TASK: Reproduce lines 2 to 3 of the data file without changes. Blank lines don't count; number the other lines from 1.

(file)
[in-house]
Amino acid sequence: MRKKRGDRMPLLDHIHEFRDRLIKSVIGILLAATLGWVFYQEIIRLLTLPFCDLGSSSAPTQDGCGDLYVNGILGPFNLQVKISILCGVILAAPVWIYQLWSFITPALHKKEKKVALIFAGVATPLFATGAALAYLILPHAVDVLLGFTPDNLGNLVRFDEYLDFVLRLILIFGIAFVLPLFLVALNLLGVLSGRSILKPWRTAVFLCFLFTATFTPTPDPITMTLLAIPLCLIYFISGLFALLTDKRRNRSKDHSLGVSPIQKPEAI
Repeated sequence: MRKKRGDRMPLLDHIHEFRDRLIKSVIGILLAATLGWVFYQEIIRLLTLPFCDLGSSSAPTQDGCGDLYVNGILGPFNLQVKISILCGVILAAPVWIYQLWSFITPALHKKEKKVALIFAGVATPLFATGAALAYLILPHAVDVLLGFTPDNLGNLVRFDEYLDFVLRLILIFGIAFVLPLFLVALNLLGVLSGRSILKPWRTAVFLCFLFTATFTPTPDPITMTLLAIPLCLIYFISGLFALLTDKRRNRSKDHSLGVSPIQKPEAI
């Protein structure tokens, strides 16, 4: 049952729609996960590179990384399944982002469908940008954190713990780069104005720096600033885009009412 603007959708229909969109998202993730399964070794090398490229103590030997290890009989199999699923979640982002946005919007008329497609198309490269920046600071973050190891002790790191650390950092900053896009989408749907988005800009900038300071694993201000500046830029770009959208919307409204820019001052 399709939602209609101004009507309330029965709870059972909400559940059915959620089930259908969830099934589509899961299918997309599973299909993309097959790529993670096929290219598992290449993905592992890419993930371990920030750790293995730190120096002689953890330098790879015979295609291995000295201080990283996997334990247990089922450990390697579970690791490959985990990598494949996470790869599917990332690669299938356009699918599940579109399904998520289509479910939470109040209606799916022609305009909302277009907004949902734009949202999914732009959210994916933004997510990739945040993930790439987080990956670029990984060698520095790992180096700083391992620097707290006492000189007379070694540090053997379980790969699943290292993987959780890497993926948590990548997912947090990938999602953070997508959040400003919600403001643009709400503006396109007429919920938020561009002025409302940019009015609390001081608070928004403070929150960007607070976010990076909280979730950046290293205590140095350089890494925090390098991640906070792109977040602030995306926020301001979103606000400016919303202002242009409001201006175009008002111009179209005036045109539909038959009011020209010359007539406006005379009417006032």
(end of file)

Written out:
Amino acid sequence: MRKKRGDRMPLLDHIHEFRDRLIKSVIGILLAATLGWVFYQEIIRLLTLPFCDLGSSSAPTQDGCGDLYVNGILGPFNLQVKISILCGVILAAPVWIYQLWSFITPALHKKEKKVALIFAGVATPLFATGAALAYLILPHAVDVLLGFTPDNLGNLVRFDEYLDFVLRLILIFGIAFVLPLFLVALNLLGVLSGRSILKPWRTAVFLCFLFTATFTPTPDPITMTLLAIPLCLIYFISGLFALLTDKRRNRSKDHSLGVSPIQKPEAI
Repeated sequence: MRKKRGDRMPLLDHIHEFRDRLIKSVIGILLAATLGWVFYQEIIRLLTLPFCDLGSSSAPTQDGCGDLYVNGILGPFNLQVKISILCGVILAAPVWIYQLWSFITPALHKKEKKVALIFAGVATPLFATGAALAYLILPHAVDVLLGFTPDNLGNLVRFDEYLDFVLRLILIFGIAFVLPLFLVALNLLGVLSGRSILKPWRTAVFLCFLFTATFTPTPDPITMTLLAIPLCLIYFISGLFALLTDKRRNRSKDHSLGVSPIQKPEAI